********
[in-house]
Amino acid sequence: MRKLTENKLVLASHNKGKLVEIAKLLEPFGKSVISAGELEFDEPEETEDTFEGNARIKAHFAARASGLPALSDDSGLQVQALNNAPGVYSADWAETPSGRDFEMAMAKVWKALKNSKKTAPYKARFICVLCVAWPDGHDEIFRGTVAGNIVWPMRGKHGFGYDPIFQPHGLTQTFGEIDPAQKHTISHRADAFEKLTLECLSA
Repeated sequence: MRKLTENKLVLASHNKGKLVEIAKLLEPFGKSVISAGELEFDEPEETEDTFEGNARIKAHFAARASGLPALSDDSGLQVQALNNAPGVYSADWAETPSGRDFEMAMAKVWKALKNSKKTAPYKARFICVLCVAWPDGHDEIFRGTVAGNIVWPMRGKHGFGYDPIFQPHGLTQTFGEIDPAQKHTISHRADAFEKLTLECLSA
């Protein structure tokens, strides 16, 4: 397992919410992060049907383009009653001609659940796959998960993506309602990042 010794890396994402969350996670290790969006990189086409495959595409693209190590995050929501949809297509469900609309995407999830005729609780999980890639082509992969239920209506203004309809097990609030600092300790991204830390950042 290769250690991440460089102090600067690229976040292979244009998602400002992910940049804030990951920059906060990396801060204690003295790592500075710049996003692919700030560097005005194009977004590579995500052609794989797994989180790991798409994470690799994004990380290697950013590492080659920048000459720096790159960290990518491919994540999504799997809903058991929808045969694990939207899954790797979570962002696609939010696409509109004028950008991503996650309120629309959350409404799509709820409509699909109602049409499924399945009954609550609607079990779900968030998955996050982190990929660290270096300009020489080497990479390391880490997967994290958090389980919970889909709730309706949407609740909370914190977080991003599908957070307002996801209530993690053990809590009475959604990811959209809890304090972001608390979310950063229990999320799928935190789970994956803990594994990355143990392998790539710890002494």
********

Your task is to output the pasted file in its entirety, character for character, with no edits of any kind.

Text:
[in-house]
Amino acid sequence: MRKLTENKLVLASHNKGKLVEIAKLLEPFGKSVISAGELEFDEPEETEDTFEGNARIKAHFAARASGLPALSDDSGLQVQALNNAPGVYSADWAETPSGRDFEMAMAKVWKALKNSKKTAPYKARFICVLCVAWPDGHDEIFRGTVAGNIVWPMRGKHGFGYDPIFQPHGLTQTFGEIDPAQKHTISHRADAFEKLTLECLSA
Repeated sequence: MRKLTENKLVLASHNKGKLVEIAKLLEPFGKSVISAGELEFDEPEETEDTFEGNARIKAHFAARASGLPALSDDSGLQVQALNNAPGVYSADWAETPSGRDFEMAMAKVWKALKNSKKTAPYKARFICVLCVAWPDGHDEIFRGTVAGNIVWPMRGKHGFGYDPIFQPHGLTQTFGEIDPAQKHTISHRADAFEKLTLECLSA
């Protein structure tokens, strides 16, 4: 397992919410992060049907383009009653001609659940796959998960993506309602990042 010794890396994402969350996670290790969006990189086409495959595409693209190590995050929501949809297509469900609309995407999830005729609780999980890639082509992969239920209506203004309809097990609030600092300790991204830390950042 290769250690991440460089102090600067690229976040292979244009998602400002992910940049804030990951920059906060990396801060204690003295790592500075710049996003692919700030560097005005194009977004590579995500052609794989797994989180790991798409994470690799994004990380290697950013590492080659920048000459720096790159960290990518491919994540999504799997809903058991929808045969694990939207899954790797979570962002696609939010696409509109004028950008991503996650309120629309959350409404799509709820409509699909109602049409499924399945009954609550609607079990779900968030998955996050982190990929660290270096300009020489080497990479390391880490997967994290958090389980919970889909709730309706949407609740909370914190977080991003599908957070307002996801209530993690053990809590009475959604990811959209809890304090972001608390979310950063229990999320799928935190789970994956803990594994990355143990392998790539710890002494």